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Review: Taskovski Dominium

taskovski dominium australia acrylic

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#1 stephanos

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Posted 30 June 2014 - 10:23

This is my first review, so I hope I get the balance right.

I was recently in Sydney and spent some of a Sunday afternoon at The Rocks, which has an excellent weekend street-market. One of the stall-holders makes and sells pens – including fountain pens – under the brand, Taskovski. I hadn't planned on buying a pen, but I saw the Dominium in green, picked it up, tested it, and was sold. I did force myself to walk around a bit first, but then returned and bought it. I think I’m the first person to review this pen.

 

Tashkovski_Capped.JPG Tashkovski_Posted.JPG

 

Appearance & design: 9/10 – beautiful design and colour

Green translucent acrylic, with black swirls, shines in the light. Two-tone nib. Fairly short pen. Black plastic section. Silver, no-nonsense metal clip. No metal band on cap. Tapered ends. Has something of a cigar shape. Simple lines meet modern design. Looks to me like a slightly smaller green version of an Edison Collier Persimmon Swirl, a pen that I have been eyeing for a while. Beautiful.

 

Construction & quality: 8/10 – solid and well-made

Very well made, with no blemishes. The pen feels warm and tactile to hold. The clip is firm with some spring. The parts of the pen fit together very well. The cap screws closed securely (the seller cautioned against over-tightening), and it posts securely. The stainless-steel nib is made by Bock: nib and feed are perfectly aligned, and the pen wrote straight out of the box. I don’t know how robust acrylic is, but I would not like to test dropping it on a hard surface.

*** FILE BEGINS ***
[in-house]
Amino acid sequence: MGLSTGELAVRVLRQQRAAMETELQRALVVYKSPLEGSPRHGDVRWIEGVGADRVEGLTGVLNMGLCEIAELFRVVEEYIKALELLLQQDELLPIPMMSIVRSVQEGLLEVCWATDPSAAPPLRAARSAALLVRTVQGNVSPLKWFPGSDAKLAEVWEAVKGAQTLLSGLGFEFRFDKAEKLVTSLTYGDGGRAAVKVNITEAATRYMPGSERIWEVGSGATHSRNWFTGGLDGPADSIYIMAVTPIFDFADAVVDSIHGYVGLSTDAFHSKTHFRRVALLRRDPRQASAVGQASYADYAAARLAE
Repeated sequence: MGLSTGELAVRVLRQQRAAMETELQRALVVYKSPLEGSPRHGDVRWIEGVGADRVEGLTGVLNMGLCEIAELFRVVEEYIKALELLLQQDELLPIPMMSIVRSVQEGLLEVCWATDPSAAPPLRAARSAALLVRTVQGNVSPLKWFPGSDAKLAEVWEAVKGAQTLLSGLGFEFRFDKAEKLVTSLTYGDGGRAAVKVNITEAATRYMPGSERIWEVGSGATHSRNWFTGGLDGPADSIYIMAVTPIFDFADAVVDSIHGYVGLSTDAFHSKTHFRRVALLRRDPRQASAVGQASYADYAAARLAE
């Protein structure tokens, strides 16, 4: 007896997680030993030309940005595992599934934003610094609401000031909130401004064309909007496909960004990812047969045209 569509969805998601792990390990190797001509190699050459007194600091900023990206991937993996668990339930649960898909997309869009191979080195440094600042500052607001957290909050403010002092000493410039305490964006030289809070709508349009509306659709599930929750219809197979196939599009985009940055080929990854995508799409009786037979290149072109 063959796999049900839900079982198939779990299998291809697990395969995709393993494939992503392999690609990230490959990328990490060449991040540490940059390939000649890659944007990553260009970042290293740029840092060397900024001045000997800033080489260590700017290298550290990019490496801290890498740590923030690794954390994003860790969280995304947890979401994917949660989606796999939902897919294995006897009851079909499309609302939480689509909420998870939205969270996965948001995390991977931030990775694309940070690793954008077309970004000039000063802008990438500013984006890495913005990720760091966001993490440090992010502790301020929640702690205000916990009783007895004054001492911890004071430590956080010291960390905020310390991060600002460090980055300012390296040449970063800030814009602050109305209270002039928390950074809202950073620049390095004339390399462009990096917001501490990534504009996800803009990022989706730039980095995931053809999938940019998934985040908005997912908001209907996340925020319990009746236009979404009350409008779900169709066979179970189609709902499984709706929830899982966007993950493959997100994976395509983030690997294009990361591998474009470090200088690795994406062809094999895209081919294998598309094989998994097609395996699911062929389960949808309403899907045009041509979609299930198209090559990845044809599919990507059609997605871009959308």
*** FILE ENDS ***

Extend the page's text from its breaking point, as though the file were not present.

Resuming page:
Tashkovski_CapClip.JPG Tashkovski_CapInside.JPG

 

Weight and dimensions: 7/10 – short and lightweight, not too thin

A well-proportioned pen. It is light and short when capped. As you can see from the pictures, the pen tapers, from its thinnest point at the back end of the barrel, to its thickest point where the section meets the barrel. I usually prefer something slightly bigger and heavier, so I’m docking points based on my personal preferences. But it is definitely thick enough to hold comfortably in my large hands. You need to post to write comfortably, but that’s how I like to write anyway, and it's perfectly balanced when posted. I don’t have callipers, so the following dimensions are subject to some measurement error, particularly the barrel width:

  • Length, capped: 126mm (4.96”)
  • Length, uncapped: 101mm (3.98”)
  • Length, posted: 148mm (5.83”)
  • Girth (barrel, thickest part): 13mm (0.51”)
  • Section length: 20mm (0.79“)
  • Nib length: 24mm (0.94“)
  • Weight, without cartridge: 14g (0.49 oz)

 

 

Nib & performance: 8/10 – smooth writer

Nib. Two-tone steel nib made by Bock, with Taskovski decoration (sword crossed by a quill, and stars at the front of the nib, brand name just in front of the section). The letter between the brand name and the crossed logo is a T (i.e., not an indication of nib size). It's a nice-looking nib. It looks a bit too big for the unposted pen, but is about right when you post it (it's made for posting).  Only available in Medium at the market.